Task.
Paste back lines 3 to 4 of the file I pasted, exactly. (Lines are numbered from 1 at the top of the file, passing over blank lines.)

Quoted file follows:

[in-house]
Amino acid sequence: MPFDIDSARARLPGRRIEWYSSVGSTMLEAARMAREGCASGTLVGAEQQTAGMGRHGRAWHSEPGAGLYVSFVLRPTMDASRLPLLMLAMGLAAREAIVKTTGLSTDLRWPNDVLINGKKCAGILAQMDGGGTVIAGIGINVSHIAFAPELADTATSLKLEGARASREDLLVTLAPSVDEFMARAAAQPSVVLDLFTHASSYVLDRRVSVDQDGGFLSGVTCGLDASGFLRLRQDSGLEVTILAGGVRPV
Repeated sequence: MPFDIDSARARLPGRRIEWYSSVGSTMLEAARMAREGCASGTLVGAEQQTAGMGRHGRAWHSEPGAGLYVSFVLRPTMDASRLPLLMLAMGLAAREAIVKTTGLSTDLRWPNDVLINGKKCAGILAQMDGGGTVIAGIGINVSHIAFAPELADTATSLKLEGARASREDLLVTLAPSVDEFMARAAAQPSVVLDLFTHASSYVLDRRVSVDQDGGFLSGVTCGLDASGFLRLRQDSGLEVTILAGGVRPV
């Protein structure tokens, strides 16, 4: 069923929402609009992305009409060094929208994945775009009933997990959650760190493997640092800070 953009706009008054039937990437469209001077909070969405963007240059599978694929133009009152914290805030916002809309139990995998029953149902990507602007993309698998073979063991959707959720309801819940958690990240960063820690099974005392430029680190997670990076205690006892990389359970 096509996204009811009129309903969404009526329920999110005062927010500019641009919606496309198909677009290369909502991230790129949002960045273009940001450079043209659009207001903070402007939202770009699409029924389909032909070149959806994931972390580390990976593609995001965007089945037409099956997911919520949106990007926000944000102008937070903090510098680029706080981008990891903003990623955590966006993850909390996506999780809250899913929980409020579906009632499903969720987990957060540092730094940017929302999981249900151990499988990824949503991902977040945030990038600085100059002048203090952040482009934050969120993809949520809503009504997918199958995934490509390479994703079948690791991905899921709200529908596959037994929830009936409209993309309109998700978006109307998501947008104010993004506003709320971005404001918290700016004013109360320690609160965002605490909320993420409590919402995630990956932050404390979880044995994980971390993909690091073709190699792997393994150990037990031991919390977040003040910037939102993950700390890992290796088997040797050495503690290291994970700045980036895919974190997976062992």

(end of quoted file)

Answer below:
Repeated sequence: MPFDIDSARARLPGRRIEWYSSVGSTMLEAARMAREGCASGTLVGAEQQTAGMGRHGRAWHSEPGAGLYVSFVLRPTMDASRLPLLMLAMGLAAREAIVKTTGLSTDLRWPNDVLINGKKCAGILAQMDGGGTVIAGIGINVSHIAFAPELADTATSLKLEGARASREDLLVTLAPSVDEFMARAAAQPSVVLDLFTHASSYVLDRRVSVDQDGGFLSGVTCGLDASGFLRLRQDSGLEVTILAGGVRPV
């Protein structure tokens, strides 16, 4: 069923929402609009992305009409060094929208994945775009009933997990959650760190493997640092800070 953009706009008054039937990437469209001077909070969405963007240059599978694929133009009152914290805030916002809309139990995998029953149902990507602007993309698998073979063991959707959720309801819940958690990240960063820690099974005392430029680190997670990076205690006892990389359970 096509996204009811009129309903969404009526329920999110005062927010500019641009919606496309198909677009290369909502991230790129949002960045273009940001450079043209659009207001903070402007939202770009699409029924389909032909070149959806994931972390580390990976593609995001965007089945037409099956997911919520949106990007926000944000102008937070903090510098680029706080981008990891903003990623955590966006993850909390996506999780809250899913929980409020579906009632499903969720987990957060540092730094940017929302999981249900151990499988990824949503991902977040945030990038600085100059002048203090952040482009934050969120993809949520809503009504997918199958995934490509390479994703079948690791991905899921709200529908596959037994929830009936409209993309309109998700978006109307998501947008104010993004506003709320971005404001918290700016004013109360320690609160965002605490909320993420409590919402995630990956932050404390979880044995994980971390993909690091073709190699792997393994150990037990031991919390977040003040910037939102993950700390890992290796088997040797050495503690290291994970700045980036895919974190997976062992």